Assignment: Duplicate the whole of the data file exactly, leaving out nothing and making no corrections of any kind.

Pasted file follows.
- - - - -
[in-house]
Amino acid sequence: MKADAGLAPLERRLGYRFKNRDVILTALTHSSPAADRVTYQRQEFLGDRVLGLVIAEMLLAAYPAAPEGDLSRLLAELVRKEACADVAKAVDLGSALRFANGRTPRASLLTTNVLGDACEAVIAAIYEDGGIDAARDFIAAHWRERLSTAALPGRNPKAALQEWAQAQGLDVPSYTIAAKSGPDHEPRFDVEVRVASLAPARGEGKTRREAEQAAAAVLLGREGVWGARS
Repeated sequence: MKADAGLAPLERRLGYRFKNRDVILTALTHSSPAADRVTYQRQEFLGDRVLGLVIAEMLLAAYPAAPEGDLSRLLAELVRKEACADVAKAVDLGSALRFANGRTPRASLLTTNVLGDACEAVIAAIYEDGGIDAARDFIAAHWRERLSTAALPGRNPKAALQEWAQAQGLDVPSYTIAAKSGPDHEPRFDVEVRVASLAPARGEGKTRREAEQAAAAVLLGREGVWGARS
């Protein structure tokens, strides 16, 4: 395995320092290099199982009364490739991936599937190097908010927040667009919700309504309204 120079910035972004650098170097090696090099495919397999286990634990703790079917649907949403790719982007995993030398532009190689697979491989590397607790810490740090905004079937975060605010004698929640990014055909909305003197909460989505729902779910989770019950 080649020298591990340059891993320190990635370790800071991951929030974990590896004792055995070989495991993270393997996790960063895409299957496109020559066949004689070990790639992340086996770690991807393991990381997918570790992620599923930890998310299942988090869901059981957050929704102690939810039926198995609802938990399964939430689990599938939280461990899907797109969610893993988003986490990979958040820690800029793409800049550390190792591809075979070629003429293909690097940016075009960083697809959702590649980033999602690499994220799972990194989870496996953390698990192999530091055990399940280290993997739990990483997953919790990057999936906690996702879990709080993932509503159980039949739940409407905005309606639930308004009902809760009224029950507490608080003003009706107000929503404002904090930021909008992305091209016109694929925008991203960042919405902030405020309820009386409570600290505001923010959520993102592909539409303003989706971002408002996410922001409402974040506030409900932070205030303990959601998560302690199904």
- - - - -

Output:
[in-house]
Amino acid sequence: MKADAGLAPLERRLGYRFKNRDVILTALTHSSPAADRVTYQRQEFLGDRVLGLVIAEMLLAAYPAAPEGDLSRLLAELVRKEACADVAKAVDLGSALRFANGRTPRASLLTTNVLGDACEAVIAAIYEDGGIDAARDFIAAHWRERLSTAALPGRNPKAALQEWAQAQGLDVPSYTIAAKSGPDHEPRFDVEVRVASLAPARGEGKTRREAEQAAAAVLLGREGVWGARS
Repeated sequence: MKADAGLAPLERRLGYRFKNRDVILTALTHSSPAADRVTYQRQEFLGDRVLGLVIAEMLLAAYPAAPEGDLSRLLAELVRKEACADVAKAVDLGSALRFANGRTPRASLLTTNVLGDACEAVIAAIYEDGGIDAARDFIAAHWRERLSTAALPGRNPKAALQEWAQAQGLDVPSYTIAAKSGPDHEPRFDVEVRVASLAPARGEGKTRREAEQAAAAVLLGREGVWGARS
């Protein structure tokens, strides 16, 4: 395995320092290099199982009364490739991936599937190097908010927040667009919700309504309204 120079910035972004650098170097090696090099495919397999286990634990703790079917649907949403790719982007995993030398532009190689697979491989590397607790810490740090905004079937975060605010004698929640990014055909909305003197909460989505729902779910989770019950 080649020298591990340059891993320190990635370790800071991951929030974990590896004792055995070989495991993270393997996790960063895409299957496109020559066949004689070990790639992340086996770690991807393991990381997918570790992620599923930890998310299942988090869901059981957050929704102690939810039926198995609802938990399964939430689990599938939280461990899907797109969610893993988003986490990979958040820690800029793409800049550390190792591809075979070629003429293909690097940016075009960083697809959702590649980033999602690499994220799972990194989870496996953390698990192999530091055990399940280290993997739990990483997953919790990057999936906690996702879990709080993932509503159980039949739940409407905005309606639930308004009902809760009224029950507490608080003003009706107000929503404002904090930021909008992305091209016109694929925008991203960042919405902030405020309820009386409570600290505001923010959520993102592909539409303003989706971002408002996410922001409402974040506030409900932070205030303990959601998560302690199904």